Food for thought

A Guide To Healthy School Lunches

By January 23, 2020 No Comments

It’s almost that time again…school holidays are nearly over which means time to start preparing for the new school year! Getting things like books, stationery and uniforms is made easier with lists provided by your child’s school. We don’t tend to get that kind of information for something else your child needs for school every day: a healthy lunch! So we thought we would help you out with some tips on packing nutritious lunches.

Enjoying a healthy diet enhances a child’s learning by helping them to maintain concentration, listen better, behave and play well with others at school. Variety is the key to your child getting the most diverse range of nutrients for growth, development and general health. That is why we recommend that all 5 food groups are represented in your child’s lunch box. The Healthy Eating Advisory Service have put together a great list of foods (see link) from each food group which can be included in a lunch box along with serving suggestions and tips for safe food storage during warmer months.

Below is an outline of the information provided by the Healthy Eating Advisory Service. Be sure to take a look at the list for more details and yummy lunch ideas!

 

Fruit can include whole fresh fruit such as apples and bananas, mixed fruit such as fruit salad, dried fruit or tinned fruit in juice.

 

Vegetables can be included in their fresh form (such as vegetable sticks or cherry tomatoes), as a salad (e.g. coleslaw) or cooked (e.g. roasted vegetables and vegetable muffins).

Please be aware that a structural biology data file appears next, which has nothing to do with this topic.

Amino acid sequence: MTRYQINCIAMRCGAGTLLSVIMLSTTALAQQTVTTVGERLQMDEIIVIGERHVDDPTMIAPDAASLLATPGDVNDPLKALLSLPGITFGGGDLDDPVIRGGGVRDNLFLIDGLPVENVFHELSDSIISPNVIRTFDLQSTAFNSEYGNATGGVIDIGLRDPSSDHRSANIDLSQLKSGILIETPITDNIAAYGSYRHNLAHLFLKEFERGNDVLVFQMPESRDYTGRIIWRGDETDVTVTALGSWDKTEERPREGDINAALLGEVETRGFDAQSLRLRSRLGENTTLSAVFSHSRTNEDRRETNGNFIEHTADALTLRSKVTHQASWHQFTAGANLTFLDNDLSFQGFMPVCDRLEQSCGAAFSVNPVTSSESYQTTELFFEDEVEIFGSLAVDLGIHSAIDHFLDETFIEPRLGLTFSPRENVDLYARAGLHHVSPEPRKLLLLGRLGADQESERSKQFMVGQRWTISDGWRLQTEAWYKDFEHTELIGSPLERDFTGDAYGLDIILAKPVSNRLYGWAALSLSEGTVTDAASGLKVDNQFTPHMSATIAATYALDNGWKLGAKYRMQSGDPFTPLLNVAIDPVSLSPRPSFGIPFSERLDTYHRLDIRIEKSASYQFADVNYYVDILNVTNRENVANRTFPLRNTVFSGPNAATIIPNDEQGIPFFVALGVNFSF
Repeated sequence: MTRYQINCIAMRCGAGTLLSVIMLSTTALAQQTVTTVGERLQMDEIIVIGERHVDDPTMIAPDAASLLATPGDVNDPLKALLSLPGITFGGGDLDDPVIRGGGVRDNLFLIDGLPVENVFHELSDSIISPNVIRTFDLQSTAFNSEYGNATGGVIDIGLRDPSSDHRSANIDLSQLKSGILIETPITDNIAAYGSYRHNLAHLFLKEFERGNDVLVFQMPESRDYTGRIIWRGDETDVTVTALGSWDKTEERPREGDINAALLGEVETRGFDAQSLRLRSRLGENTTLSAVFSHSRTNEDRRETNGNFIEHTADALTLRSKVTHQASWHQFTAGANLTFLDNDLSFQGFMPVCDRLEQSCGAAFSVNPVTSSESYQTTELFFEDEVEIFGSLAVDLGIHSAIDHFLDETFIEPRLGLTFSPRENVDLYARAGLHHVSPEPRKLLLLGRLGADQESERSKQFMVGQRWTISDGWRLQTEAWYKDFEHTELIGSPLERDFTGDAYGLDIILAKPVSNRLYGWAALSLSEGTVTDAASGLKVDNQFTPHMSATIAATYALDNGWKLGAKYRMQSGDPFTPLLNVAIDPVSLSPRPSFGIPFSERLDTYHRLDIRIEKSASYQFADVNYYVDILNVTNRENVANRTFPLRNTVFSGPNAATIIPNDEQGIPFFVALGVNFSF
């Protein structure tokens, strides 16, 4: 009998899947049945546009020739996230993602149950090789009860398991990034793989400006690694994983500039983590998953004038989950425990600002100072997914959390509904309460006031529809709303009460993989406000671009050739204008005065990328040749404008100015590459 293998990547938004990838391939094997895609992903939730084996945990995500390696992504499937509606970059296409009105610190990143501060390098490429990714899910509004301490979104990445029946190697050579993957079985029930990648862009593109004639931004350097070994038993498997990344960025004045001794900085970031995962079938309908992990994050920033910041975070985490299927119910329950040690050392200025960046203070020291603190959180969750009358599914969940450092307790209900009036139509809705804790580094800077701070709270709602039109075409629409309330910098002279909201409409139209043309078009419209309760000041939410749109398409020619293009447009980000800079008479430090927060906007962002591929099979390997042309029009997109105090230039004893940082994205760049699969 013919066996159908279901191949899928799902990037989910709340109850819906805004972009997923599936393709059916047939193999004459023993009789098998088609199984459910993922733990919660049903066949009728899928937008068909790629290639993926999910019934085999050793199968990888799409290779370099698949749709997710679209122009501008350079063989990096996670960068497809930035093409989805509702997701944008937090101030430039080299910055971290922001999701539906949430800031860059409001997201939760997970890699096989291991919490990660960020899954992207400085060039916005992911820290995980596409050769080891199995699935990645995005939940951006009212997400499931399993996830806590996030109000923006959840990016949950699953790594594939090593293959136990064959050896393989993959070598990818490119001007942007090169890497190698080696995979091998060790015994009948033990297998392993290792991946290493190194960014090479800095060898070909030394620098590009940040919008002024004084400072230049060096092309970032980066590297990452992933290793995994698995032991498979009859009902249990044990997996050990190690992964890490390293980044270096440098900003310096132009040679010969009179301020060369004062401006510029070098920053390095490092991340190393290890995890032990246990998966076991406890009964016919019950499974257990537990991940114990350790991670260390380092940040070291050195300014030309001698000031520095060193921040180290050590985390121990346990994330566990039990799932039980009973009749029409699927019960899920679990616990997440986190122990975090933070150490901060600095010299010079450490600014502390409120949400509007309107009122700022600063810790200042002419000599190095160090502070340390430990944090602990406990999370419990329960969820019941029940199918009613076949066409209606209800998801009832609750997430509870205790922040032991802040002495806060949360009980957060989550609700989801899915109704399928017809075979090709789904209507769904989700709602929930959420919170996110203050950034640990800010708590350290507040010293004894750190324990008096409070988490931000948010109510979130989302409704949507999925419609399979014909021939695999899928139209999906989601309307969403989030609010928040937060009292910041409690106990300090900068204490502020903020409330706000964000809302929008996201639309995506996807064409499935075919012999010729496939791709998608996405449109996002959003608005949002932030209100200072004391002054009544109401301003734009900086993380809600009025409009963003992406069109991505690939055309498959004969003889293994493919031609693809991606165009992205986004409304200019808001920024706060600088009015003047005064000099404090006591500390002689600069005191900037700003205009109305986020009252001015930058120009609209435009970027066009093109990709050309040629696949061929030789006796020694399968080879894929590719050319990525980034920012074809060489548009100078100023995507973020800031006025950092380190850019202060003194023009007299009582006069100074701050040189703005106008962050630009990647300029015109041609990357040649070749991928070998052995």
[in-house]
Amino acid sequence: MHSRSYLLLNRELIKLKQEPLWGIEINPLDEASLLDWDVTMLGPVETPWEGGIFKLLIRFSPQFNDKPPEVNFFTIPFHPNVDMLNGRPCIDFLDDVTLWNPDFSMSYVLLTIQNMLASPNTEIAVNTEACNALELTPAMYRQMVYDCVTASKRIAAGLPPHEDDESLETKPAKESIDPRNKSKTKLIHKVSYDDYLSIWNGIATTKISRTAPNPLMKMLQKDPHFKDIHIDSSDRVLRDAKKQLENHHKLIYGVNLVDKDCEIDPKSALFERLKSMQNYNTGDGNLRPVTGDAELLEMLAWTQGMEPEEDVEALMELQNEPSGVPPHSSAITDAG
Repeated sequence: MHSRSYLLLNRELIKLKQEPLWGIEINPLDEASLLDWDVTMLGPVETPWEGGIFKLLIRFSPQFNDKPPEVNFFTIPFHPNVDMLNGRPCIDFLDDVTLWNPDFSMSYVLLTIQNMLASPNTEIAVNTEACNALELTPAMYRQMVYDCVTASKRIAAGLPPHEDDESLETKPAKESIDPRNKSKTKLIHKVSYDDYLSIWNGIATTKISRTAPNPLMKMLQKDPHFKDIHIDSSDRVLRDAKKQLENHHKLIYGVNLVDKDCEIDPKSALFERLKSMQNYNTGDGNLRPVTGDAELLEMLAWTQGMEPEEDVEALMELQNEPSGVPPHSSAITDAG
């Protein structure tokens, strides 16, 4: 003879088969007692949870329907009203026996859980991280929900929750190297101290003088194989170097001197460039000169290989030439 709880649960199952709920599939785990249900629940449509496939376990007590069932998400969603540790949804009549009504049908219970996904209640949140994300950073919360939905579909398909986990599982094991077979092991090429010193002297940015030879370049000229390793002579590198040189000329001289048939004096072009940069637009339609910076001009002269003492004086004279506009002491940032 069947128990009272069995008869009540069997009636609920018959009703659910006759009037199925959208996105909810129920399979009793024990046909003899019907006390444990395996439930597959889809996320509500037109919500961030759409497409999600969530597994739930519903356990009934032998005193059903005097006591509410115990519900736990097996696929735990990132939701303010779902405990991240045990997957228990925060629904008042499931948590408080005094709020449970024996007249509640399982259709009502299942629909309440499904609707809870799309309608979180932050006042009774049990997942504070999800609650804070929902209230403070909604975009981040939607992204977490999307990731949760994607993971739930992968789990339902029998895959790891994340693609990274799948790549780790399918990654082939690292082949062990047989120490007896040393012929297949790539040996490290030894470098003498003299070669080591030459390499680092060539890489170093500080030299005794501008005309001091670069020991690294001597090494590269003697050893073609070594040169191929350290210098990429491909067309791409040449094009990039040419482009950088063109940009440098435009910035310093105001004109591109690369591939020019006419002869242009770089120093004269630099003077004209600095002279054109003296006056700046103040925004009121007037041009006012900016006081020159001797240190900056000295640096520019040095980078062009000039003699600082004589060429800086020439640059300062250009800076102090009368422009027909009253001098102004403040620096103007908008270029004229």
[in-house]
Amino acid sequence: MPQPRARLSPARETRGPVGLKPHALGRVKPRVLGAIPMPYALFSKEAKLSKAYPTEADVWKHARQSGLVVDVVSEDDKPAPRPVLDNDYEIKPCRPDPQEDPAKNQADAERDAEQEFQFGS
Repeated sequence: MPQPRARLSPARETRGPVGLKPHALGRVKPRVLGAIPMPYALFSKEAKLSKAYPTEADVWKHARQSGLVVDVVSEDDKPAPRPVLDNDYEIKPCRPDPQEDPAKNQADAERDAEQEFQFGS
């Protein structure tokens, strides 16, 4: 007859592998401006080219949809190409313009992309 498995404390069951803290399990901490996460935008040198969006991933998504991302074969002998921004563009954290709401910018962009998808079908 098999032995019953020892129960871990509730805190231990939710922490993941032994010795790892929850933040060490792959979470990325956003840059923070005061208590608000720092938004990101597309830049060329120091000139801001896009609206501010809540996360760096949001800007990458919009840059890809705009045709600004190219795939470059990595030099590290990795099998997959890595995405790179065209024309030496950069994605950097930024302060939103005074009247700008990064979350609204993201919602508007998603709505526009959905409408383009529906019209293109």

Dairy/Alternatives can include milk drinks, yogurts, cheeses and dips.

 

Meat/Alternatives can be served as a filling in a sandwich or wrap, tins of fish, frittatas and other savoury baked items.

 

Grains and Cereals can include the basic sandwich or wrap but can also include pasta, rice, crackers, cereal snacks and many more.

 


It is also recommended to have a water bottle which can be refilled throughout the day and even frozen overnight to help keep the lunch box contents cool on warmer days.

Planning ahead is always useful when it comes to preparing lunches. We recommend that you try to keep your pantry or fridge stocked with basic everyday lunch foods such as fruit, vegetables, milk/yogurt, breads and crackers so that lunches can be prepared without too much thought. To prevent last minute scrambling to put together a healthy lunch, it may also be helpful to get into a habit of setting aside a few minutes every morning or evening for packing lunch.

If you are keen to keep a handle on your budget, or if your child’s school has a ‘Nude Food Policy’, it helps to choose fruit and vegetables which are in season, buying in bulk and having dedicated reusable containers for portioning out snacks.

Finally, if your child tends to bring a lot of food home uneaten, it may help to involve them in choosing their own lunch (out of a healthy range you are willing to offer), and also involve your child in the preparation of the ‘healthier’ foods.

For further tips and information on this topic, the following websites may be helpful:

Healthy Eating Advisory Service – Healthy Lunchboxes: https://heas.health.vic.gov.au/schools/healthy-lunchboxes

Nutrition Australia – What’s for lunch?: https://www.nutritionaustralia.org/national/resource/whats-lunch

Nutrition Australia – Packing a school lunchbox: https://www.nutritionaustralia.org/national/resource/packing-school-lunchbox

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